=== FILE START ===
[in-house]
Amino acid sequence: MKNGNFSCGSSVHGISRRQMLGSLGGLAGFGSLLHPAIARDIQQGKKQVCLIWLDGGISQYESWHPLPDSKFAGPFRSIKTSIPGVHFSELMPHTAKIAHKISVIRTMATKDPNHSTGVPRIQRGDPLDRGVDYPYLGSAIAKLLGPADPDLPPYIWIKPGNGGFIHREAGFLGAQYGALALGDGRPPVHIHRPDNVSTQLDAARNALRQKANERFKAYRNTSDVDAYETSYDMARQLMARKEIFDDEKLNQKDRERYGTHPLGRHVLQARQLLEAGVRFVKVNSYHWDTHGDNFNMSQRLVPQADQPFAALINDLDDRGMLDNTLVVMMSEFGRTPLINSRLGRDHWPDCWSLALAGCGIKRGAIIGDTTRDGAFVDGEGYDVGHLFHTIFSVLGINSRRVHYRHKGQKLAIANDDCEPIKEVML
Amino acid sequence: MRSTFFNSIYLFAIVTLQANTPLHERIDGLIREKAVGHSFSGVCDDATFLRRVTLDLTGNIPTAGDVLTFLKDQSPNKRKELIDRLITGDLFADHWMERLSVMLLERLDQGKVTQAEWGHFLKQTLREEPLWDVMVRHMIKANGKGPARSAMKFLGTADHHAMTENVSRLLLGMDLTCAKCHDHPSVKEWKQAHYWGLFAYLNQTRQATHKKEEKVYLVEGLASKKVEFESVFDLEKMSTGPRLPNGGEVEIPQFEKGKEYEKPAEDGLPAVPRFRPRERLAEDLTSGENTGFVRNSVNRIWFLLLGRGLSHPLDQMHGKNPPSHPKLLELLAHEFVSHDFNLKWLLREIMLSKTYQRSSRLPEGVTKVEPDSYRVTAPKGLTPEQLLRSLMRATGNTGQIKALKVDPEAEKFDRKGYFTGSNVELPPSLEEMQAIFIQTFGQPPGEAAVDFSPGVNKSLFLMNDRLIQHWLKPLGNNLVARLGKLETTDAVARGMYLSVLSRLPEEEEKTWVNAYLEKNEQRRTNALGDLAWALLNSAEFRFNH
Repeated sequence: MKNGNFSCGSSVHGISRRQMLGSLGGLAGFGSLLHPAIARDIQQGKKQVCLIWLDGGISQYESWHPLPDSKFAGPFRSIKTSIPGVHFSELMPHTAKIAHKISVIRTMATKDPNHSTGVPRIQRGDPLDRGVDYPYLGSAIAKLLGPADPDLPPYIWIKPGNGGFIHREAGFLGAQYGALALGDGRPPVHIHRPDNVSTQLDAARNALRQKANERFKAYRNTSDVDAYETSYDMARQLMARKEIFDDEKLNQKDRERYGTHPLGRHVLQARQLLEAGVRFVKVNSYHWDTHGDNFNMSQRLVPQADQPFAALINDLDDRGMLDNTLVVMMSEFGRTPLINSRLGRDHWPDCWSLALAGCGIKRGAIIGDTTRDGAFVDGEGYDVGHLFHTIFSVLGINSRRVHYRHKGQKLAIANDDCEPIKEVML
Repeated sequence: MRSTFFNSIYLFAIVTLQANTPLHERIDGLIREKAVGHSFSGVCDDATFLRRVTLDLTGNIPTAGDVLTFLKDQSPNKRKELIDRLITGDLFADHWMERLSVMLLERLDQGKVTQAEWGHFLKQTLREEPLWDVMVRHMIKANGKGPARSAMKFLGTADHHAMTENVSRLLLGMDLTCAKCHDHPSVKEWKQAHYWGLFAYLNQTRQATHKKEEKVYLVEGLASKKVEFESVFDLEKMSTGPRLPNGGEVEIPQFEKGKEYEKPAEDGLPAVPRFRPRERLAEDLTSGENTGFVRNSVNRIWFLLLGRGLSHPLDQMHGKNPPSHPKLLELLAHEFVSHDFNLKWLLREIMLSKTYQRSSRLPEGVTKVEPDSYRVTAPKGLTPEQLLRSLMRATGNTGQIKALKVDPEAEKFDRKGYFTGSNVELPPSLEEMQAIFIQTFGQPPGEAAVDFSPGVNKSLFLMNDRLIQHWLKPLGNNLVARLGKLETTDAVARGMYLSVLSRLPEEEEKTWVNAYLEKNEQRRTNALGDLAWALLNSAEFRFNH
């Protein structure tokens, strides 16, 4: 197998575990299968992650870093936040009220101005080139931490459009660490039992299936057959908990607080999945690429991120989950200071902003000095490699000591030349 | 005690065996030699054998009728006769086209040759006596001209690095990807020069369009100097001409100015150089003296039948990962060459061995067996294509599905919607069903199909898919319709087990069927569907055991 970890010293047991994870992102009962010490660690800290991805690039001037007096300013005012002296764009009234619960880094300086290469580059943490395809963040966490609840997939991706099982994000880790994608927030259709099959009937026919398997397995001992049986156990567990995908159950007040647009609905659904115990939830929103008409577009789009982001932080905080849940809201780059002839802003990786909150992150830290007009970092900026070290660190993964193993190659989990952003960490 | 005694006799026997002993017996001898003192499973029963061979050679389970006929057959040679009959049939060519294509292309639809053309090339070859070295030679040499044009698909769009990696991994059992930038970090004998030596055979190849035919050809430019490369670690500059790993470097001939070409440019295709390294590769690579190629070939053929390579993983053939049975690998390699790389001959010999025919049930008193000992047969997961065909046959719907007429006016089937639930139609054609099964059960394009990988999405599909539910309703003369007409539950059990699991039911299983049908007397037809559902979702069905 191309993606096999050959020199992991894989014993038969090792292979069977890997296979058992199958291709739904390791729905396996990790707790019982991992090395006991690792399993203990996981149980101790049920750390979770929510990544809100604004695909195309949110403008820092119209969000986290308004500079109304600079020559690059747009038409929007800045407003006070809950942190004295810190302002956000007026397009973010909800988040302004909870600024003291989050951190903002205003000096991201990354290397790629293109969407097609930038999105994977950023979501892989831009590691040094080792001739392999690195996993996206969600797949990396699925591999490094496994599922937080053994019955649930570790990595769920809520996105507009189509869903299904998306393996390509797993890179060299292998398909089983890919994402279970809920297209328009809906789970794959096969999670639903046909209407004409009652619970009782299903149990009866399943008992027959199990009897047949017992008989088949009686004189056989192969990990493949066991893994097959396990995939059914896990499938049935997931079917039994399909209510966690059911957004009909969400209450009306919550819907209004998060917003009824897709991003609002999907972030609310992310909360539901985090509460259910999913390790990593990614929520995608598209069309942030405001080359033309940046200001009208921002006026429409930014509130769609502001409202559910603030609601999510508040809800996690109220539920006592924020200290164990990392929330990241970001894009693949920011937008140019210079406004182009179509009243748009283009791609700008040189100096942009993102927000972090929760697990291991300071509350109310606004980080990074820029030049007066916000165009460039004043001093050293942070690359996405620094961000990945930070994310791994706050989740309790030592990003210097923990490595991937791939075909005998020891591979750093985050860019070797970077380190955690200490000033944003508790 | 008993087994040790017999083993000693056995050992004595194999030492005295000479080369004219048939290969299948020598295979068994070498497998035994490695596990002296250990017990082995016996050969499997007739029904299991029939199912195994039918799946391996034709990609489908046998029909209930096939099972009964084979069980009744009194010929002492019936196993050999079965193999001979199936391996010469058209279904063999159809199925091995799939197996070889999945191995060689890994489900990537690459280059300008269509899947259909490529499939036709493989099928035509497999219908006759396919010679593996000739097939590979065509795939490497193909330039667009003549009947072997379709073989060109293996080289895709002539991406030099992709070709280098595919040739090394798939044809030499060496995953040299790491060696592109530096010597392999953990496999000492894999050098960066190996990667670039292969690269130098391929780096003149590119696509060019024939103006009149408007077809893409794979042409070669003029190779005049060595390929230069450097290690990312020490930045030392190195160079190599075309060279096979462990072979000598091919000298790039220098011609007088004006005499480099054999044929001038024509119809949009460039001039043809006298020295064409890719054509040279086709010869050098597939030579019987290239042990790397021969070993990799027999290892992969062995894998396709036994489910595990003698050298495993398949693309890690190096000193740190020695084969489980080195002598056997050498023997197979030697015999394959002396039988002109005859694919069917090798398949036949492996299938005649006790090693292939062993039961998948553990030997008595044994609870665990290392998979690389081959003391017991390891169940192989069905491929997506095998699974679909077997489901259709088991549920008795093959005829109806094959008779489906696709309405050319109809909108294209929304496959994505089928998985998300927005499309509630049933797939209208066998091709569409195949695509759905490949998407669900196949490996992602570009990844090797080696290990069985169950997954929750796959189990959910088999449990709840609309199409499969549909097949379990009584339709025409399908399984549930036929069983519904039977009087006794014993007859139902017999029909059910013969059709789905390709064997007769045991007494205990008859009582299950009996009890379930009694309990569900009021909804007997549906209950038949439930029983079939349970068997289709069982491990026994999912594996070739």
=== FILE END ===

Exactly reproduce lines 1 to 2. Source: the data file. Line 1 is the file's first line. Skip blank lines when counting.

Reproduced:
[in-house]
Amino acid sequence: MKNGNFSCGSSVHGISRRQMLGSLGGLAGFGSLLHPAIARDIQQGKKQVCLIWLDGGISQYESWHPLPDSKFAGPFRSIKTSIPGVHFSELMPHTAKIAHKISVIRTMATKDPNHSTGVPRIQRGDPLDRGVDYPYLGSAIAKLLGPADPDLPPYIWIKPGNGGFIHREAGFLGAQYGALALGDGRPPVHIHRPDNVSTQLDAARNALRQKANERFKAYRNTSDVDAYETSYDMARQLMARKEIFDDEKLNQKDRERYGTHPLGRHVLQARQLLEAGVRFVKVNSYHWDTHGDNFNMSQRLVPQADQPFAALINDLDDRGMLDNTLVVMMSEFGRTPLINSRLGRDHWPDCWSLALAGCGIKRGAIIGDTTRDGAFVDGEGYDVGHLFHTIFSVLGINSRRVHYRHKGQKLAIANDDCEPIKEVML